Kyushu University Academic Staff Educational and Research Activities Database
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Gabrielle Decamous Last modified date:2023.09.29

Associate Professor / Faculty of Languages and Cultures
Department of Multicultural Society
Faculty of Languages and Cultures

Administration Post

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 Reseacher Profiling Tool Kyushu University Pure
Academic Degree
PhD, Visual Cultures
Country of degree conferring institution (Overseas)
Field of Specialization
Visual cultures, art and science, nuclear technology, modernity, post-colonialism
Total Priod of education and research career in the foreign country
Outline Activities
10 classes of Academic English, writing, researching, philosophy per year
Research Interests
  • Guggenheim Museums, International Hilla Rebay Fellowship
    keyword : Guggenheim Museums, International Hilla Rebay Fellowship
Academic Activities
1. Gabrielle Decamous, Invisible Colors: The Arts of the Atomic Age, MIT Press, 480 pages, 2019.02, [URL], Invisible Colors: The Arts of the Atomic Age

How art makes visible what had been invisible—the effects of radiation, the lives of atomic bomb survivors, and the politics of the atomic age.

The effects of radiation are invisible, but art can make it and its effects visible. Artwork created in response to the events of the nuclear era allow us to see them in a different way. In Invisible Colors, Gabrielle Decamous explores the atomic age from the perspective of the arts, investigating atomic-related art inspired by the work of Marie Curie, the bombings of Hiroshima and Nagasaki, the disaster at Fukushima, and other episodes in nuclear history.

Decamous looks at the “Radium Literature” based on the work and life of Marie Curie; “A-Bomb literature” by Hibakusha (bomb survivor) artists from Nagasaki and Hiroshima; responses to the bombings by Western artists and writers; art from the irradiated landscapes of the Cold War—nuclear test sites and uranium mines, mainly in the Pacific and some African nations; and nuclear accidents in Fukushima, Chernobyl, and Three Mile Island. She finds that the artistic voices of the East are often drowned out by those of the West. Hibakusha art and Japanese photographs of the bombing are little known in the West and were censored; poetry from the Marshall Islands and Moruroa is also largely unknown; Western theatrical and cinematic works focus on heroic scientists, military men, and the atomic mushroom cloud rather than the aftermath of the bombings.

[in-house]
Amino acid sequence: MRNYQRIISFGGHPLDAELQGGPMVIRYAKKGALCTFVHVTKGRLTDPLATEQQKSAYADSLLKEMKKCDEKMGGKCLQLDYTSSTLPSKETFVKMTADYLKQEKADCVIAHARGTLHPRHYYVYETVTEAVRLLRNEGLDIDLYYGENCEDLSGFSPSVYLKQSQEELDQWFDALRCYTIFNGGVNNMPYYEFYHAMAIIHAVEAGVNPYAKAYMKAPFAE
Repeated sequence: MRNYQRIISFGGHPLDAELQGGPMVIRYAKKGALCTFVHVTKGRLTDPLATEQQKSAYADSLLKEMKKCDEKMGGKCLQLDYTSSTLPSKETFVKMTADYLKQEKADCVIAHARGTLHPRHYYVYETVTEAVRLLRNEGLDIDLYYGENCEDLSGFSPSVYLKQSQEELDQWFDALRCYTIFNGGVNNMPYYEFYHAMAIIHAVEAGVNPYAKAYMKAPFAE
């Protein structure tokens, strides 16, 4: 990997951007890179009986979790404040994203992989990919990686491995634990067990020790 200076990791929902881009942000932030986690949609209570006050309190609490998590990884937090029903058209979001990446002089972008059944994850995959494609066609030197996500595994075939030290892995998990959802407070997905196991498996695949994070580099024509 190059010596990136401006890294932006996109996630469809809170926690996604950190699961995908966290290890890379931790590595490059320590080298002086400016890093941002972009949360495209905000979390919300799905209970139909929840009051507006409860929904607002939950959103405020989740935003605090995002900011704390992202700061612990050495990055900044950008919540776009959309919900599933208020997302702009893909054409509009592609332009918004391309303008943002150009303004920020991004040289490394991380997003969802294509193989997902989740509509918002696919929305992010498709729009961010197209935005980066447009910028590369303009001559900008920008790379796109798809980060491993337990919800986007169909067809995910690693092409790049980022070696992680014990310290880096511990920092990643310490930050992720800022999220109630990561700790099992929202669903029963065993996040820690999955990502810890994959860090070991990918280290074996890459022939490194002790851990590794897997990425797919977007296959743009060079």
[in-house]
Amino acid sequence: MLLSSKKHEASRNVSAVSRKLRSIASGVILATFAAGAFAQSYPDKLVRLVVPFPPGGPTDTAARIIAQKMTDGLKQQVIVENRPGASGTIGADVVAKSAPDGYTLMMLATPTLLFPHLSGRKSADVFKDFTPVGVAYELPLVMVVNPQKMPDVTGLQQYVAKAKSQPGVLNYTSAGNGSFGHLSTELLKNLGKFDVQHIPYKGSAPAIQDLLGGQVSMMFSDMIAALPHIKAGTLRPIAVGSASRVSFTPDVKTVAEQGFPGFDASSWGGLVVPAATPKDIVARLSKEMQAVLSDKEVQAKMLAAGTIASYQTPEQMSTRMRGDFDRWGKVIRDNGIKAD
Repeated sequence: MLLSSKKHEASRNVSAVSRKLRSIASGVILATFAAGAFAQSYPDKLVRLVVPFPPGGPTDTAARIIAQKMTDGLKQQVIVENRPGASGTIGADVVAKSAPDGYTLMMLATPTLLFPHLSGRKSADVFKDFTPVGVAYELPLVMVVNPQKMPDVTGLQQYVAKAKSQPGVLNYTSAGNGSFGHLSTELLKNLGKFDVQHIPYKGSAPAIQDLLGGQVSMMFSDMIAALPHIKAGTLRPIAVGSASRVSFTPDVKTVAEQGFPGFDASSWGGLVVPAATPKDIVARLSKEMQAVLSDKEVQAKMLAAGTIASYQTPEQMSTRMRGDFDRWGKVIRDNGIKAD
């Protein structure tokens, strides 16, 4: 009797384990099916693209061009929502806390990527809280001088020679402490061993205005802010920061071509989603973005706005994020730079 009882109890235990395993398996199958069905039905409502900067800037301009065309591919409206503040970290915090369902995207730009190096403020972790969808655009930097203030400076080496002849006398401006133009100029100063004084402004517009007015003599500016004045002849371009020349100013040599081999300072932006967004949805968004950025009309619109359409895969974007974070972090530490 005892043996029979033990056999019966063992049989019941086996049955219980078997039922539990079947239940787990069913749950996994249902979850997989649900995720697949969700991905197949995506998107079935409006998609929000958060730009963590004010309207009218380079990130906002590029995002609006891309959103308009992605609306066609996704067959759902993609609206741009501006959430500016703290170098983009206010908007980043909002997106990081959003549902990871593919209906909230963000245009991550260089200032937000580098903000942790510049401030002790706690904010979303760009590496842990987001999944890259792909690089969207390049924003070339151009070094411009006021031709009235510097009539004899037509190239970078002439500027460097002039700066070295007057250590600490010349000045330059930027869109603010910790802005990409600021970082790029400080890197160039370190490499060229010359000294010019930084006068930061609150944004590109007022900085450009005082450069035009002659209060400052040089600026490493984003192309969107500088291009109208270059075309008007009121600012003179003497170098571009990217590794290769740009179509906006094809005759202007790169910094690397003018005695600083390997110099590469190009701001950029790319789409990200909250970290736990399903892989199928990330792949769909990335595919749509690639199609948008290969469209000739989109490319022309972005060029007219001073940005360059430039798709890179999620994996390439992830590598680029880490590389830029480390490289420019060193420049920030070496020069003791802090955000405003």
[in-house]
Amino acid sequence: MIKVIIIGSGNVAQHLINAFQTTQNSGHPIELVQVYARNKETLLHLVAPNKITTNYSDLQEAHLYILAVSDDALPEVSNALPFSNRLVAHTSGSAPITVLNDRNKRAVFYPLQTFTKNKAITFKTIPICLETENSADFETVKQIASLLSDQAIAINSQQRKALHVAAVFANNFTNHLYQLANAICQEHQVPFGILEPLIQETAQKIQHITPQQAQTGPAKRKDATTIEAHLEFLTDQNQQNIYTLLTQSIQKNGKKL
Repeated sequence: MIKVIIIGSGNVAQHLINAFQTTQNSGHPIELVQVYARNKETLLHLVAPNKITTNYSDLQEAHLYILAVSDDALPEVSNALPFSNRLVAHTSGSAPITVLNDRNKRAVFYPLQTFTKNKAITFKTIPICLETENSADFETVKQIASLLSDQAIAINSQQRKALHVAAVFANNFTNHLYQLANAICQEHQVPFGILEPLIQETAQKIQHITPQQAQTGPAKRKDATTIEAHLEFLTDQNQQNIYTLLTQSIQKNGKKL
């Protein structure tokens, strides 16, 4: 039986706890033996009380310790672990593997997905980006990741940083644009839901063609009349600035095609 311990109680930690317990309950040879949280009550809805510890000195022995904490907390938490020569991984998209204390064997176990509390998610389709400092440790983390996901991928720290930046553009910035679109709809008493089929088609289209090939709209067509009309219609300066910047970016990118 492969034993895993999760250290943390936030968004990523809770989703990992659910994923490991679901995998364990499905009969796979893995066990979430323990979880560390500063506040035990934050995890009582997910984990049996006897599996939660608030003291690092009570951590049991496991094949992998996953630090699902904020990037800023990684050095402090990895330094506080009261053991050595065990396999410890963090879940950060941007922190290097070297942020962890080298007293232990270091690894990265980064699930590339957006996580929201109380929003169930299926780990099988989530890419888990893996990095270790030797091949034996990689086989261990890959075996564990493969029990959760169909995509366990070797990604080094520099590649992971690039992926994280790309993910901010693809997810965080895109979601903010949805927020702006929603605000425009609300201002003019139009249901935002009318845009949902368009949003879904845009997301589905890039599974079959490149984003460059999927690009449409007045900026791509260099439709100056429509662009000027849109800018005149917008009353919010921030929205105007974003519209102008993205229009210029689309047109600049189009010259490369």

Emphasizing art by artists who were present at these nuclear events—the “global Hibakusha”—rather than those reacting at a distance, Decamous puts Eastern and Western art in dialogue, analyzing the aesthetics and the ethics of nuclear representation..
  • Awarded annually in January, the Outstanding Academic Titles award is given to only ten percent of the 6,000 titles reviewed by CHOICE in a given year. CHOICE editors consider several factors in their decisions, including, overall excellence in presentation and scholarship; importance relative to other literature in the field; distinction as a first treatment of a given subject in book or electronic form; originality or uniqueness of treatment; value to undergraduate students; and importance in building undergraduate library collections.
Educational Activities
5 classes a semester
Other Educational Activities
  • 2019.04.
  • 2018.04.
  • 2017.04.
  • 2016.04.
Professional and Outreach Activities
Conference inviting to international speakers with live Japanese translation. The event was called ATOM + ART: Representing Irradiated Polynesia and the Navajo Nation(被爆の表象:ポリネシアとナバホネイション)and took place on July 15 2022.
The event was in-person and on zoom..